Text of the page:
Six Potential Targets/Suitors, Bidding Battles And Regulatory Risk: How The Ingram Micro-HNA Deal Went Down

Ingram Micro considered buying two significant IT distributors and spoke with five other firms about being acquired before settling on a deal with Chinese conglomerate HNA Group.

The Irvine, Calif.-based distributor detailed its due diligence process in a proxy statement filed late Thursday with the U.S. Securities and Exchange Commission (SEC), explaining why it felt HNA affiliate Tianjin Tianhai’s $6 billion purchase offer was superior to either the other acquisition proposals or remaining an independent, publicly traded company.

"Tianjin Tianhai's all-cash proposal represented near-term, substantially higher value and certainty to Ingram Micro's stockholders relative to Ingram Micro's prospects as a stand-alone company," Ingram Micro wrote in the 184-page filing.

[Related: Ingram Micro Execs: Vendors, Partners Embracing Proposed HNA Acquisition]

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The board’s uncertainty about remaining independent stemmed from several factors, including the global macroeconomic environment, the distributor’s recent and anticipated operating results, and the competitive dynamics of the IT distribution industry.

Ingram Micro pushed hard to consolidate its position in the IT industry in the months before speaking with HNA, such as in January 2015, when it entered into discussions to acquire one of its large distribution competitors using a combination of cash and stock. But the acquisition target determined the antitrust risk was too significant and cut off discussions, according to the proxy.

Then Ingram Micro explored acquiring either a global information and communications technologies company or its value-add distribution business, going so far as to submit a written indicative proposal. But the acquisition target notified Ingram Micro in January 2016 that its board of directors had no interest in a transaction.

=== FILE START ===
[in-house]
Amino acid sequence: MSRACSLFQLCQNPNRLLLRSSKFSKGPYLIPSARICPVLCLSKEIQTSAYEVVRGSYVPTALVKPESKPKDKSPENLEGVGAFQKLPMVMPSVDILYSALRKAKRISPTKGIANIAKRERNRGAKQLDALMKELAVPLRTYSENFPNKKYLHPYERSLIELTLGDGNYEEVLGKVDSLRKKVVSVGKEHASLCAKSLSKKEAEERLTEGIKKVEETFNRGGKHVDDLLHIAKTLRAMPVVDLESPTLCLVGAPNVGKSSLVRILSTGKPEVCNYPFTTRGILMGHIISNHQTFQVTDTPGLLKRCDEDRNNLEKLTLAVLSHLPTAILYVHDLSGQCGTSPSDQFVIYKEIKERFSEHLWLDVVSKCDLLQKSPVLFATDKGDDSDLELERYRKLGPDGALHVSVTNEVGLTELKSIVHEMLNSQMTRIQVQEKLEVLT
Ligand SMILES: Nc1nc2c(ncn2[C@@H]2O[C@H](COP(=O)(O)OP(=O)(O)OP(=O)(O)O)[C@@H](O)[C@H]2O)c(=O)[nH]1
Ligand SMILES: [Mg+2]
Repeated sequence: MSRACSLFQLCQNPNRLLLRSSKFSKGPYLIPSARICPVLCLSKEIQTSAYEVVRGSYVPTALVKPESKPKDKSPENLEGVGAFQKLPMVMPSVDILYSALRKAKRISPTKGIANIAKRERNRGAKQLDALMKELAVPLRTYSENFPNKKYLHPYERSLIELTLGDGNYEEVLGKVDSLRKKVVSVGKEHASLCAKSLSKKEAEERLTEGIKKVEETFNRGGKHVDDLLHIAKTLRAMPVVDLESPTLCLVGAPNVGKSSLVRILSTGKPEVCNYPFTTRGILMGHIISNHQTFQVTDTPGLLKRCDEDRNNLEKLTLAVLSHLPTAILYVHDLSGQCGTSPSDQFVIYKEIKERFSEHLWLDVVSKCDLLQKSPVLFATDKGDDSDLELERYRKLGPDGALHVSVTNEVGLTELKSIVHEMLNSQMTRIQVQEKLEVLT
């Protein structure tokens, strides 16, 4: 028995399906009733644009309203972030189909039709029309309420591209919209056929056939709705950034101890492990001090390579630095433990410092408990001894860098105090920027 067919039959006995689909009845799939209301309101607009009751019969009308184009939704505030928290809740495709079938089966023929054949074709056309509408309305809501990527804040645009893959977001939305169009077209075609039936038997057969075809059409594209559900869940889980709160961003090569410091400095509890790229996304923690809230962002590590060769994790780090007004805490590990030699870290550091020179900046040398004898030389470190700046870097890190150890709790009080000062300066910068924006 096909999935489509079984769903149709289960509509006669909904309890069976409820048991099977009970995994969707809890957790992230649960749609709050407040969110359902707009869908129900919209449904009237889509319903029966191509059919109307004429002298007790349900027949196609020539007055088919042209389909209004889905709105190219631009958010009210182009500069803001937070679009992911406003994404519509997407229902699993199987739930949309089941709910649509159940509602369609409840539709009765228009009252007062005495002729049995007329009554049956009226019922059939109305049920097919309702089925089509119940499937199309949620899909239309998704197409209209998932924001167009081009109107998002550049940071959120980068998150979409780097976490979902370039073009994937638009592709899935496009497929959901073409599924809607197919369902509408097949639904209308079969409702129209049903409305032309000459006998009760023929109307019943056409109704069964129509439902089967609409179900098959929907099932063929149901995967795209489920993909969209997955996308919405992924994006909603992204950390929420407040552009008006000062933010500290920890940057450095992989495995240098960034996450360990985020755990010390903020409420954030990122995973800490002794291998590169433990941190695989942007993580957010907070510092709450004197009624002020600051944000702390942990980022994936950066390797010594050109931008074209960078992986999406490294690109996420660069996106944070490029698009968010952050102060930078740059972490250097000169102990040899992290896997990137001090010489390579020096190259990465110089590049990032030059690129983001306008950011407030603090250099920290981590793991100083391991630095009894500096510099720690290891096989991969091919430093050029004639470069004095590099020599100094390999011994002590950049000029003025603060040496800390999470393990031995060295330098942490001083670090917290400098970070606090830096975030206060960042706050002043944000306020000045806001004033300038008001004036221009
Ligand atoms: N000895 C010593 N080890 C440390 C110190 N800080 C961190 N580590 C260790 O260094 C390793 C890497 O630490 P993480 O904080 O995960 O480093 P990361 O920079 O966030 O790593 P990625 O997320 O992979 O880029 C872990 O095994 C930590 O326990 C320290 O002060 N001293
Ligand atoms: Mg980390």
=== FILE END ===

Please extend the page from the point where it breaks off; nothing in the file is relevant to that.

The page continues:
The first nibbles from potential acquirers came in spring 2015, courtesy of a financial sponsor, identified as Party A in the proxy statement. Ingram and Party A signed a non-disclosure agreement in May, but the firm was willing to offer only $33 per share, which Ingram thought offered less value to stockholders than continuing to pursue its existing business plan.

Then in late August, a strategic party with a potentially complementary business located in China -- identified in the proxy as Party B -- expressed an interest in acquiring Ingram, but didn’t detail a price.

Hainan, China-based HNA burst onto the scene in late September, but was initially interested in purchasing only a 20 percent equity stake in the distributor. But by mid-November, HNA had upped the ante, expressing a desire to acquire all of Ingram Micro for as much as 30 percent premium to the distributor’s current stock price.

One month later, Ingram Micro CEO Alain Monie had a casual lunch with Greg Spierkel, who led the distributor from 2005 to 2012. Spierkel said a strategic party -- identified in the proxy as Party C -- would be interested in having a conversation with Ingram Micro.